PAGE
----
The rooks represent the stronghold's walls, thus must stand on the outside of the line-up. The knights, with their ability to hop over obstructions and travel long distances, needn't be as close to the sovereigns as possible. The bishops, presumably doubling as advisers, should stand next to their masters while the queens, who would face each other in reality, also must face off on the board.
That entire regal row stands behind a line of pawns.
Usually first into battle and largely considered expendable, the pawn nevertheless plays a huge role in a player's chess strategy. One may, for example, prefer openings that see the king's pawns move forward two squares for a face-off (the Spanish opening, Italian opening and others) or invoke the Sicilian Defence.
For all of their potential power, pawns are the least mobile chess pieces. They are allowed a double-square move only once, when they leave their opening position. After that, they may progress only forward, one square at a time, unless attacking. Then, they may move diagonally, but still only one square at a time.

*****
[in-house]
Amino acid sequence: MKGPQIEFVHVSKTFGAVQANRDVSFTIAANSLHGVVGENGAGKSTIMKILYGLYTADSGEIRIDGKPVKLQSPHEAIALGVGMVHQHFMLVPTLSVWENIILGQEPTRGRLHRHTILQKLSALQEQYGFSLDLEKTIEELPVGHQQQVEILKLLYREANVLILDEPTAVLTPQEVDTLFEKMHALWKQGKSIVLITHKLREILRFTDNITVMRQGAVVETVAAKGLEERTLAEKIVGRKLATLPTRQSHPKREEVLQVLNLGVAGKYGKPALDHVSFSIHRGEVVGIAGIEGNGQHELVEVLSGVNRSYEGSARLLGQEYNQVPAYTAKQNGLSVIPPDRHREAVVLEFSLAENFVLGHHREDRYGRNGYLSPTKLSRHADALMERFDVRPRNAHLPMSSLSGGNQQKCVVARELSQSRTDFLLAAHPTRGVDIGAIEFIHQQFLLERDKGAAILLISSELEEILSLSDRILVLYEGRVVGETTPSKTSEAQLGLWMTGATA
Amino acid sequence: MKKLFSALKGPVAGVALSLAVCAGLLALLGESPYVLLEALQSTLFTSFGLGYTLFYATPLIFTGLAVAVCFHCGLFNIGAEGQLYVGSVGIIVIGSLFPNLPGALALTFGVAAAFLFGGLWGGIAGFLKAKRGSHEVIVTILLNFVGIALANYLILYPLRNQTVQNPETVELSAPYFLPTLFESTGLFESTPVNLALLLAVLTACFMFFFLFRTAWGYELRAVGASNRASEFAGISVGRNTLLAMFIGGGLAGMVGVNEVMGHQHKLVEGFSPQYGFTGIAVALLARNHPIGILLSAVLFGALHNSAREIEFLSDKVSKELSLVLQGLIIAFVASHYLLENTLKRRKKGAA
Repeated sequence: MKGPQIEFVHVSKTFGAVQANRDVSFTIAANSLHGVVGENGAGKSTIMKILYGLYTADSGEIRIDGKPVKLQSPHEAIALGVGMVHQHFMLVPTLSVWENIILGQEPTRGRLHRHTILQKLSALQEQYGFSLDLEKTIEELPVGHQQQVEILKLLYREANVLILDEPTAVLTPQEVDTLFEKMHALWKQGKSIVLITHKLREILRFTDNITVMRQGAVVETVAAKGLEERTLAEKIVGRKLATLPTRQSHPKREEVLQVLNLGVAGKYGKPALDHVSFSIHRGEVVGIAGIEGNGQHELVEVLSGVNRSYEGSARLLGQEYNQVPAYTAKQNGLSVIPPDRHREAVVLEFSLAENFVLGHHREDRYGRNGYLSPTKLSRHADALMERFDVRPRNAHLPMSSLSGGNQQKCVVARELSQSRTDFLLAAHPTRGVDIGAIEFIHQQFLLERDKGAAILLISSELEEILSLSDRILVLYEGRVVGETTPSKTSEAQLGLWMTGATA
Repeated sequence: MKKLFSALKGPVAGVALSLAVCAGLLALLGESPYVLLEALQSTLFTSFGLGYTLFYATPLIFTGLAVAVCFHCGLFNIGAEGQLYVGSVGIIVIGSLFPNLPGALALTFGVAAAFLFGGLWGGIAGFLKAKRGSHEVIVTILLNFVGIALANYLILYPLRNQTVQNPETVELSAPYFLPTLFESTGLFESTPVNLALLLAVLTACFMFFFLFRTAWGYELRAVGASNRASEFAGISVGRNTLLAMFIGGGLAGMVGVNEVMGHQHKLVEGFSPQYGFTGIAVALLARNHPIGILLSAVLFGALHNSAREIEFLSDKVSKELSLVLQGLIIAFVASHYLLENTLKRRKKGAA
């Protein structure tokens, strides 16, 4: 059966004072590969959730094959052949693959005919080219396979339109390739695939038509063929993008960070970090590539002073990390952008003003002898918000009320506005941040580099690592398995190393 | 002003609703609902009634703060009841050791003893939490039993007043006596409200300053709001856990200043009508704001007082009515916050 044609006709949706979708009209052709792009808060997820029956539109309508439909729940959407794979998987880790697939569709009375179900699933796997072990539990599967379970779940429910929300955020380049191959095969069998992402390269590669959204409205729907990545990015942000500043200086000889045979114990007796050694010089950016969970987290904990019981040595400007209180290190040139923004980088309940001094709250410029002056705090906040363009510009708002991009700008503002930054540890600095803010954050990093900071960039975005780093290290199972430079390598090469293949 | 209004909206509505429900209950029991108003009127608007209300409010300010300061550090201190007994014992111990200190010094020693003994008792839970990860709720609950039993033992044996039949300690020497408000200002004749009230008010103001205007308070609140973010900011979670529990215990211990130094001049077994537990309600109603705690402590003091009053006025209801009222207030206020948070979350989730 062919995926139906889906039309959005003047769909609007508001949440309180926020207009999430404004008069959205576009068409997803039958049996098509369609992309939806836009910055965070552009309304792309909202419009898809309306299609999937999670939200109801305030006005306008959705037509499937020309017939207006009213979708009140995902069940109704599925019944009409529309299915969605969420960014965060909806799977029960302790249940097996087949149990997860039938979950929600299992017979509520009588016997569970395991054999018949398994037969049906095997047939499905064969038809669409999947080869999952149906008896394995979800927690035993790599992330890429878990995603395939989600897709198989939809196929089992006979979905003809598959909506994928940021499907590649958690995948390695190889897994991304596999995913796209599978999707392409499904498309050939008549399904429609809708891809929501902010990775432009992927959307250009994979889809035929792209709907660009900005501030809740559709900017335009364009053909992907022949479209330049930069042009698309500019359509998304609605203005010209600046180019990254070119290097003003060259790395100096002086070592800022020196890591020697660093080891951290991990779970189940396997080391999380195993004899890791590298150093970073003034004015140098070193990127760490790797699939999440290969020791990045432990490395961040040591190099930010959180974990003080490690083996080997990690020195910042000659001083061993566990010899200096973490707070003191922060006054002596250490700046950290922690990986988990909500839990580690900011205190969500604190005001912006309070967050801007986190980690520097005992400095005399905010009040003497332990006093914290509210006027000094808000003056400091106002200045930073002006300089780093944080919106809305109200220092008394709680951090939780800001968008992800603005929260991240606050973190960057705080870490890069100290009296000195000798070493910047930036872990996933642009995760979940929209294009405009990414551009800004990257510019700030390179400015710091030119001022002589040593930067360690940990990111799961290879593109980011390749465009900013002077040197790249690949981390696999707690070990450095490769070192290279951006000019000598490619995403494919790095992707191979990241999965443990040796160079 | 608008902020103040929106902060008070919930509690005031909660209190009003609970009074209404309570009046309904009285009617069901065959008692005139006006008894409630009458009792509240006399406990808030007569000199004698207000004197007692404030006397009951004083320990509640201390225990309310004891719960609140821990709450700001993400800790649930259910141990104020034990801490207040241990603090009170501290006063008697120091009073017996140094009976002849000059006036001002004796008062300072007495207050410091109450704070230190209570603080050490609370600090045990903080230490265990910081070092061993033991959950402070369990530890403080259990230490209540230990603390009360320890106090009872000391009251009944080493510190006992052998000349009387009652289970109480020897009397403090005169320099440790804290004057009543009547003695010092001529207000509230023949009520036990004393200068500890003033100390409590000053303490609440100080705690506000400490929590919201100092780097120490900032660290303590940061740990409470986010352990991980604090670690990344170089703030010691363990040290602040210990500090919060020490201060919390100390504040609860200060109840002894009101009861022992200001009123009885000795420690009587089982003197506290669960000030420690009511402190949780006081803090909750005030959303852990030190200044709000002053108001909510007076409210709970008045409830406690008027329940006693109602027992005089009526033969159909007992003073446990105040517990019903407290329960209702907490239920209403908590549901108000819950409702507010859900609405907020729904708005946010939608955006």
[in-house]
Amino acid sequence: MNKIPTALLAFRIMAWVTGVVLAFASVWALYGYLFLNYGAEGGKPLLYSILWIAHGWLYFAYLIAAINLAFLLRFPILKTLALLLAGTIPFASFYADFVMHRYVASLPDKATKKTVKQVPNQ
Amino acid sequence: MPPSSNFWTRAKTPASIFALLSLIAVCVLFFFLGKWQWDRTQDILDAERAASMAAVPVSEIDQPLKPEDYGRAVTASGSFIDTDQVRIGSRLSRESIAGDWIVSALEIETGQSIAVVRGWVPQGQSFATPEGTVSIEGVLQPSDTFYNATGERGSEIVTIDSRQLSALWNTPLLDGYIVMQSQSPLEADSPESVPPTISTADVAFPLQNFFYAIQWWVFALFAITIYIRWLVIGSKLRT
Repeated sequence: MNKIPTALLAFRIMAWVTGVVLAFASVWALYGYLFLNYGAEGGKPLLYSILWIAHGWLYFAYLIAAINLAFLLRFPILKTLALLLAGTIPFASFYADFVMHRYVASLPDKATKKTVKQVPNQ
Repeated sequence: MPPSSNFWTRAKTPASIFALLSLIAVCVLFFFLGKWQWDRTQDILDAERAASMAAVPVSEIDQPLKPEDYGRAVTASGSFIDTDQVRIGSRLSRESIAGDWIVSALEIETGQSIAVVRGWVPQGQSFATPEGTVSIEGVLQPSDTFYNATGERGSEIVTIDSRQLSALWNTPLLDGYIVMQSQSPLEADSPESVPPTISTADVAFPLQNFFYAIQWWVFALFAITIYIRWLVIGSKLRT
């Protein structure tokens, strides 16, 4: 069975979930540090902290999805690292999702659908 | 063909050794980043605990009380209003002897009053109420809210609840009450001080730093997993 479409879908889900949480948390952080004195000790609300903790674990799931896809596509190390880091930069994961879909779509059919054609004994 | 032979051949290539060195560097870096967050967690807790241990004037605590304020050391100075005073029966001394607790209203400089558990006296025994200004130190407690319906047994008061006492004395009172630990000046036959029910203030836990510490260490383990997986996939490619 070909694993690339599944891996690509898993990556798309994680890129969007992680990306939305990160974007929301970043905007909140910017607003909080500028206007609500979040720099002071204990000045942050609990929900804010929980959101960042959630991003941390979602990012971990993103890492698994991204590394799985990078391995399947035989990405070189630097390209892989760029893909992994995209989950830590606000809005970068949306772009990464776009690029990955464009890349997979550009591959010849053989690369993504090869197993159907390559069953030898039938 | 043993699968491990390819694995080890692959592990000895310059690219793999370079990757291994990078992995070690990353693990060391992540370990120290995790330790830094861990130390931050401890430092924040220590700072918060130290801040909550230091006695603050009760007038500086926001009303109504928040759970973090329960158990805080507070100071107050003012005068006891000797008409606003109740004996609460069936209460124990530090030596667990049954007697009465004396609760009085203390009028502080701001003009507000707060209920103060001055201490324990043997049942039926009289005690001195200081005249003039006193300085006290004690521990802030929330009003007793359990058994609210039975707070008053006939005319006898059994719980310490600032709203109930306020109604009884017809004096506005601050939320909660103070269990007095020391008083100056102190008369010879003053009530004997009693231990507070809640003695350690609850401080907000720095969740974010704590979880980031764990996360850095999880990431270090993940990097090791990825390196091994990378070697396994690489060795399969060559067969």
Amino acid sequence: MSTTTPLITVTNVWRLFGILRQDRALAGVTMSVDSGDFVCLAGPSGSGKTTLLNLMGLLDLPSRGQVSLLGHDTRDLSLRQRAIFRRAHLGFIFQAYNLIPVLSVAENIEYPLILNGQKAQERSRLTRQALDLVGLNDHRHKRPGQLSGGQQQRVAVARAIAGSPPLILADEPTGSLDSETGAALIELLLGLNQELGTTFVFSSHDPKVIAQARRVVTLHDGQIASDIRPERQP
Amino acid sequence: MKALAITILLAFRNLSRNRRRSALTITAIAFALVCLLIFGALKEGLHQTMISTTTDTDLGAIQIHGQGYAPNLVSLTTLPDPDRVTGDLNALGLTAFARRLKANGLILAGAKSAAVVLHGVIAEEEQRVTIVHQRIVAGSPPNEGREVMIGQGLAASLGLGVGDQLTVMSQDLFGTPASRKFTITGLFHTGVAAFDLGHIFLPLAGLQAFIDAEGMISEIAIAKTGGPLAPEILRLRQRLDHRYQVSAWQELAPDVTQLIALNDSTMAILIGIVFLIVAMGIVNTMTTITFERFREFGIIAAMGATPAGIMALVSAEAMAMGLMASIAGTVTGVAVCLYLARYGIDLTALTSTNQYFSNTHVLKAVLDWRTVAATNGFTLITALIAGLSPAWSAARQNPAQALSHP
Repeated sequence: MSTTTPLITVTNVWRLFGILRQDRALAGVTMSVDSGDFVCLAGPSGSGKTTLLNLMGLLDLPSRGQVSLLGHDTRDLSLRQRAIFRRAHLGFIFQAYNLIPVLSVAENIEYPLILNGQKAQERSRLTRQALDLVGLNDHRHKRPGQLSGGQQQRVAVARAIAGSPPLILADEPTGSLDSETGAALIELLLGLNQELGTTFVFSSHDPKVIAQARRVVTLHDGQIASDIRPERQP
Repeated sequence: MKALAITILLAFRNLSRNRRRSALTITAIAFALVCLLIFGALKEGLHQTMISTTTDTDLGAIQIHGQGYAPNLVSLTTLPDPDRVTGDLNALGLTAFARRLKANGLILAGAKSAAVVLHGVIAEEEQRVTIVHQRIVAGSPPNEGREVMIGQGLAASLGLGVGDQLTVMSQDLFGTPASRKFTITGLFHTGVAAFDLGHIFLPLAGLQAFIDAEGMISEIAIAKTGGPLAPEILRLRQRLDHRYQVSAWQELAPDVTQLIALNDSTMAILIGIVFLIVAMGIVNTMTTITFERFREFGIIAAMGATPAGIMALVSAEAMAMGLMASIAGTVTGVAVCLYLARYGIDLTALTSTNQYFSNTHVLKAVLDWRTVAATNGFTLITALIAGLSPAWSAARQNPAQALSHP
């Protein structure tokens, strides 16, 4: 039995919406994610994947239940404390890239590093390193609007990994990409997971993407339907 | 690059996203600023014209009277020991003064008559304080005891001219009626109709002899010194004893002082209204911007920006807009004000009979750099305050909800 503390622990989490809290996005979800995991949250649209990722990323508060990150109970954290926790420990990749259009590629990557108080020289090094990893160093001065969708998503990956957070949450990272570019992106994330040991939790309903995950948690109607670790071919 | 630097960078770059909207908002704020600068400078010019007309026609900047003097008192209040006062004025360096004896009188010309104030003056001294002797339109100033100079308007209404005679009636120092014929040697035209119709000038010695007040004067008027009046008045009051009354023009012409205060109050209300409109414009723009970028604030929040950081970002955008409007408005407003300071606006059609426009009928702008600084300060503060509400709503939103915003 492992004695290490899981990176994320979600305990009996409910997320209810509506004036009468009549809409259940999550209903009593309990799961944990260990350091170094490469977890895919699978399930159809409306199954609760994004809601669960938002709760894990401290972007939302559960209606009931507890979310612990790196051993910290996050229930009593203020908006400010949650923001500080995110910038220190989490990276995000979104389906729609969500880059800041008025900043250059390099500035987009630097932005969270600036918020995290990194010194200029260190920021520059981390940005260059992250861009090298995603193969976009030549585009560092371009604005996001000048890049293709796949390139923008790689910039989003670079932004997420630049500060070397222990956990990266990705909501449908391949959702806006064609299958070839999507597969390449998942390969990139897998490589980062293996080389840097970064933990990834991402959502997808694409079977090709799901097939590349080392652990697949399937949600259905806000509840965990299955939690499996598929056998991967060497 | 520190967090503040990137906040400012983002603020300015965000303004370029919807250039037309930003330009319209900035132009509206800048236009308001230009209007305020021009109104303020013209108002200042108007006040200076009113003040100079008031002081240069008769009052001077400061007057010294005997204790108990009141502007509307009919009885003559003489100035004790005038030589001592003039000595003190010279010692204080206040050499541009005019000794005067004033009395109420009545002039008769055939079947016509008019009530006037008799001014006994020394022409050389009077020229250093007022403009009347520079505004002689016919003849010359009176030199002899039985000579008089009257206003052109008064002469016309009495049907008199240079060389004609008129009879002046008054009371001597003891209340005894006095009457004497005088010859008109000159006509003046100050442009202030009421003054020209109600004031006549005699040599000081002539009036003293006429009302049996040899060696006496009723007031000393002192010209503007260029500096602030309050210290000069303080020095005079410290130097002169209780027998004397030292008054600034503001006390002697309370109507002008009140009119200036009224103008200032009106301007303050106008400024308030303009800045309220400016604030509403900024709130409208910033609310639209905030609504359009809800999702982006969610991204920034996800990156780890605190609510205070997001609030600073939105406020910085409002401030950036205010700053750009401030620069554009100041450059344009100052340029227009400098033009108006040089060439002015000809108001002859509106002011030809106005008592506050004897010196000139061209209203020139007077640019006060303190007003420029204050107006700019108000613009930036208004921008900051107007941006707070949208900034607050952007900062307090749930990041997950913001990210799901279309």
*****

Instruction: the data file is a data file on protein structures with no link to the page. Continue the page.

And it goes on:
Even the king has greater latitude in movement, for all that it too can move only one square at a time. Still, it can move in any direction and onto any colour square...
Keep in mind that pawns may only attack on the diagonal; if they confront an opponent's piece head-on, their progress will be blocked until that piece moves. Such attacks are not limited to opponents' pawns, though. They can attack other pieces.
Pawns, for all of their utility, are only accorded one point... unless they can traverse the entire board, after which they can be promoted.
Of course, before discounting pawns as completely disposable, you should find out more about common chess strategies, implemented early in the game, that rely on pawn position...
Think again about a medieval king's advisers: they were long on knowledge and possibly quite adept at laying out strategy but, as far as action is concerned, they were happy to let others do the dirty work. The same might be said for chess bishops.
They may only move diagonally, and they must stay on their colour, meaning the black bishop next to the king can only travel on dark squares while the white bishop next to the queen may traverse the board only on light squares. Despite those limitations, bishops may travel as far as they wish, stopping only when capturing a piece.